The sun continues to display a flurry of activity. Space weather watchers observed a series of powerful solar flares between Saturday (Aug. 27) and Monday (Aug. 29), the most powerful of which registered as an M8-class flare and occurred on Monday at 12:07 GMT. M-class flares are typically described as “moderate,” but can still “cause brief radio blackouts at the poles and minor radiation storms. Scientists rank solar flares into five lettered categories, of which M is the fourth strongest. Within each category, higher numbers represent larger outbursts.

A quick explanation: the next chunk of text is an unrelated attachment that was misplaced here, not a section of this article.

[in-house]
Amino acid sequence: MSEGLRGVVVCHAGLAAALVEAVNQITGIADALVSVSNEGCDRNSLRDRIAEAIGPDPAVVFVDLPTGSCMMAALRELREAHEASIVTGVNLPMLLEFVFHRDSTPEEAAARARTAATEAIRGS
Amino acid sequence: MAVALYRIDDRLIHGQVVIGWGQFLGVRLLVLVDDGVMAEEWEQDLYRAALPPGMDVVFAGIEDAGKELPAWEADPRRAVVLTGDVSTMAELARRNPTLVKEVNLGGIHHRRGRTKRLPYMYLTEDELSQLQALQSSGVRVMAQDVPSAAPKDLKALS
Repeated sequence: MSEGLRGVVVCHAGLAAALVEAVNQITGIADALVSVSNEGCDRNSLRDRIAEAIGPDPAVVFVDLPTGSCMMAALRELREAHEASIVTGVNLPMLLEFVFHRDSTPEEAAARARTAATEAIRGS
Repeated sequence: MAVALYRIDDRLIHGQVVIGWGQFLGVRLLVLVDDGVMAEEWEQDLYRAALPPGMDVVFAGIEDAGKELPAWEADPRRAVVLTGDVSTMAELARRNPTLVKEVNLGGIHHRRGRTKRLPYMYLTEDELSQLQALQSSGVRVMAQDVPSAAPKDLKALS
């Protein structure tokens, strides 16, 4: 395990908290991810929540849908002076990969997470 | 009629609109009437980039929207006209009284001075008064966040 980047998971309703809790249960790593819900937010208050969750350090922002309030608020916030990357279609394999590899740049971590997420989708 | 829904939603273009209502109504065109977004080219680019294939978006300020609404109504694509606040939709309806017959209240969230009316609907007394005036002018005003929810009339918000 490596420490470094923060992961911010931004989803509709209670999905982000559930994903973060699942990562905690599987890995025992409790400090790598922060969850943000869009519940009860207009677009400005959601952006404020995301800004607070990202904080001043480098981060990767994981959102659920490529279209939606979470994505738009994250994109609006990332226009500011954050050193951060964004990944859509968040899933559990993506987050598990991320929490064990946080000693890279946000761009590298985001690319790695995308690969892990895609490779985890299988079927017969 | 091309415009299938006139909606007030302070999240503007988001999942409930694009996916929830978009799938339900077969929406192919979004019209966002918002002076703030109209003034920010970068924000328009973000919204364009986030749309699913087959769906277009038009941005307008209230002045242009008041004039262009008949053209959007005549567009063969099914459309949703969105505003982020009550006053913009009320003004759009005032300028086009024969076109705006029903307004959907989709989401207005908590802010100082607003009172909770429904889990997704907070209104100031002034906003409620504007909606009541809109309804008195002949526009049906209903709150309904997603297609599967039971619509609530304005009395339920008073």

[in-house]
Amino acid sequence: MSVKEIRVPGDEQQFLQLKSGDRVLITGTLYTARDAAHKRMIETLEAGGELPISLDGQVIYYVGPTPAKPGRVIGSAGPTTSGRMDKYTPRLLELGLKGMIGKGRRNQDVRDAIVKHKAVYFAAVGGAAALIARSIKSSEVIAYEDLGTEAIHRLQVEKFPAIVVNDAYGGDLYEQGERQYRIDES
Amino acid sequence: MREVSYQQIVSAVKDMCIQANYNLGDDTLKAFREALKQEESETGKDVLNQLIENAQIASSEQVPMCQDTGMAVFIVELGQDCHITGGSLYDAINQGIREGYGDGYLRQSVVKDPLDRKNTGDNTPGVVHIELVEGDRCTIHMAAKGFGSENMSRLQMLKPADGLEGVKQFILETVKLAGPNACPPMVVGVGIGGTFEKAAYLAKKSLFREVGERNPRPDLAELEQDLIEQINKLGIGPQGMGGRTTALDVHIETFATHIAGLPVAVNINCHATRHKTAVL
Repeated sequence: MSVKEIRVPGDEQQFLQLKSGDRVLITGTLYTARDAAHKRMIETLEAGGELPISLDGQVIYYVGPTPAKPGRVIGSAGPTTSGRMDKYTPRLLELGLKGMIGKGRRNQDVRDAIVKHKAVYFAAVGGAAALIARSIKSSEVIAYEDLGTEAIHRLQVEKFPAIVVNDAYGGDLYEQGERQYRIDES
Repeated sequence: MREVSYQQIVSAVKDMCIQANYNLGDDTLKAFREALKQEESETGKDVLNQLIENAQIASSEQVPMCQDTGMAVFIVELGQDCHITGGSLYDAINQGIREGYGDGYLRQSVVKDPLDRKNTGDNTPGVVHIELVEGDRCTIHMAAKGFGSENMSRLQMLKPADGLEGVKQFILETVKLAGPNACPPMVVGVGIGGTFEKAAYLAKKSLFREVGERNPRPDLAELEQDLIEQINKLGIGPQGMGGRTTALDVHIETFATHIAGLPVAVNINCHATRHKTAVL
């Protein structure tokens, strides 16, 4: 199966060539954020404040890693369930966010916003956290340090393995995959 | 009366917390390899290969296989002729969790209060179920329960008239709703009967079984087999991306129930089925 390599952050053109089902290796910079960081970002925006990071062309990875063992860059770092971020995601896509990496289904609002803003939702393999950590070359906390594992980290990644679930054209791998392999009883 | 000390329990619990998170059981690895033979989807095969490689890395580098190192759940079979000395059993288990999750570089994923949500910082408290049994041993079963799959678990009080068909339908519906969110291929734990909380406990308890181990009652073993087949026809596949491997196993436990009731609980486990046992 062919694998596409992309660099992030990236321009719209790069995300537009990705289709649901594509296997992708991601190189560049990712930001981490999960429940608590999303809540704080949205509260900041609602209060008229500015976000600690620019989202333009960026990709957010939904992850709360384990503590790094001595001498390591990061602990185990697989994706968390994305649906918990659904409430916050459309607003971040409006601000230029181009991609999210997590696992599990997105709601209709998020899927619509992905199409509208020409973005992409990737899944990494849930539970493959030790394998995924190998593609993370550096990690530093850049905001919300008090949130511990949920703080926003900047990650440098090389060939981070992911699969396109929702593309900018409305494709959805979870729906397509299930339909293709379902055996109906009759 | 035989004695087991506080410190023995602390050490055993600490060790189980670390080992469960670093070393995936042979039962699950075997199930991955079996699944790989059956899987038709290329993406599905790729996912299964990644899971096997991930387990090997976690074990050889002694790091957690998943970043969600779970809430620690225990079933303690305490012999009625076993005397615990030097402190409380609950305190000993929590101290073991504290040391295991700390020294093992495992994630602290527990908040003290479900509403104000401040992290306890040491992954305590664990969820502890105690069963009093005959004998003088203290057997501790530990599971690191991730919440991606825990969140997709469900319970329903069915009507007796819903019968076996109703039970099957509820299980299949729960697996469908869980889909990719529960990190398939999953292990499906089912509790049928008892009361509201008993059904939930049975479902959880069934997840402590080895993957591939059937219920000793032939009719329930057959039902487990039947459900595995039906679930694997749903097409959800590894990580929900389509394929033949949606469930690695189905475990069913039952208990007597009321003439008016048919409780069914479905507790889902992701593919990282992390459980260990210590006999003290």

Now located behind the west limb, Active Region 13088 continued to unleash very strong solar flares, the latest a significant M8.6 flare at 11:07 UTC (Aug 29) and followed up with a M4.7 just seven hours later while behind the western limb. In the meantime, large Active Region 13089 is now moving into an Earth-Facing position although the region is stable and calm, it is still considered a threat for at least moderate M-Flares in the coming days.